The reverse is just as useful when looking for teams to stay away from. If a team is unranked before the season starts and climbs all the way to a high seed in the tournament, proceed with caution. On the surface it doesn’t make sense because we’re saying: This team won more games than people expected it to during the regular season, so will probably win fewer games than people expect it to in the tournament. The numbers bear this out: Since 2002, only four teams made the Final 4 after entering the season unranked.

This season, several highly seeded teams came out of nowhere. Top seeded Oregon, two seed Xavier, and three seeds West Virginia and Texas A&M all entered the season outside the top 25.



College Basketball Power Rankings

Selection Sunday is only eight days away! For all of the complaining that casual fans have about college basketball – too slow, not enough scoring, too many timeouts, etc – there’s no question that March Madness is one of the best times of the year for sports. So without further ado, let’s dig into the second to last power rankings before the tourney starts.

12. Iowa State
Iowa State just beat Oklahoma the other day, capping off the game with a 49-22 run. That’s right – the Cyclones were getting blown out at home, and then casually dropped 59 points on the 7th ranked defense in the country. I haven’t been buying Iowa State’s chances in the tournament all year. They have one of the highest powered offenses in the country, and Fred Hoiberg is one of the best coaches in America, but they don’t guard. For most of the season, their defense has hardly cracked the top 100. Last year, Duke and Michigan were two notable teams that had top 5 offenses and sub-100 offenses – Duke was knocked out in the first round and Michigan fell to Kentucky in the Elite 8. So, it’s not like porous defense always dooms you in the tournament, but it leaves you especially susceptible to a poor night shooting night. It’s hard to stay hot shooting the ball for six straight games in the tournament. Having said all that, I’m not sure if any other team outside the top 10 has as much upside as Iowa State. When they came back to beat Oklahoma the other night, they scored 59 points in the second half, but they also won with their defense, limiting Oklahoma to 22 points in the second half. If Iowa State plays defense, they have Final Four ability.  Continue reading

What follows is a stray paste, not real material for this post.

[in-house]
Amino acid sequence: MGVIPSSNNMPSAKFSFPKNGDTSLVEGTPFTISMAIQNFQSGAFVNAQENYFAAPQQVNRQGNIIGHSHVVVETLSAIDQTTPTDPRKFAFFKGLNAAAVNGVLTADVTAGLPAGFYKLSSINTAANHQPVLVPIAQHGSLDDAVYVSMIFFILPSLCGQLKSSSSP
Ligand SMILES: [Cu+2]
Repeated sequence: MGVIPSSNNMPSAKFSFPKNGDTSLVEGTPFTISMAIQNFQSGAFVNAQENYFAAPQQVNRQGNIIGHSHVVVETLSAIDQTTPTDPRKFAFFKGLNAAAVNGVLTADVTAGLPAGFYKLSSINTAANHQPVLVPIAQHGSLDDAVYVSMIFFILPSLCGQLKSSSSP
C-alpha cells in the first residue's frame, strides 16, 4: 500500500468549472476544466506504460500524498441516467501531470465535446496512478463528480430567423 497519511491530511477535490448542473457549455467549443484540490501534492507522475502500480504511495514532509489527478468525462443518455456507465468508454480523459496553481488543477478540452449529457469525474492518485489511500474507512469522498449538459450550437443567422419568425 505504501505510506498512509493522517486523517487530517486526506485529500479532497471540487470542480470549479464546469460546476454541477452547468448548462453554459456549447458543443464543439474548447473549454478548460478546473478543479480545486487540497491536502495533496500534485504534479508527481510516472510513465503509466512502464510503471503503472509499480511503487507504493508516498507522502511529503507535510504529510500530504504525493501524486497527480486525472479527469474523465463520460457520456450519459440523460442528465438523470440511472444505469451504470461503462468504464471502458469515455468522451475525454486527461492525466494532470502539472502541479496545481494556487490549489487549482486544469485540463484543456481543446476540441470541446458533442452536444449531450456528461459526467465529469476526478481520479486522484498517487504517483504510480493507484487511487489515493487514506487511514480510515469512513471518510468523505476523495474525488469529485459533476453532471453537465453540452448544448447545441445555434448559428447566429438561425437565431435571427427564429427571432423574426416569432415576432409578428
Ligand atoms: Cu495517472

SMU Loses Top-Ranked Point Guard In Country, Who Decides To Play Overseas Instead

During the entire 2013 NCAA basketball season, whenever experts talked about SMU’s sudden rise under Larry Brown, they talked about what 2014 would look like. Ranked at various points throughout the season last year, SMU was somewhat shockingly snubbed from the tournament due to a weak non-conference schedule. But that didn’t matter because in 2014 they were bringing in top five recruit Emmanuel Mudiay.

What? A top five recruit in the ENTIRE COUNTRY picked SMU? OVER KENTUCKY?!? 

Larry Brown was doing things in in SMU that had never been done. Basketball was relevant and with Mudiay, even as a one-and-done, SMU had a chance to maybe the reach the Final 4. That was the grand hope at least. And who’s to say it was unrealistic? I mean, if Mudiay really was as good as people said he was–a future NBA lottery pick–then making a very deep run in the tournament seemed entirely plausible. They were certainly going to be in everyone’s preseason top 25.

Continue reading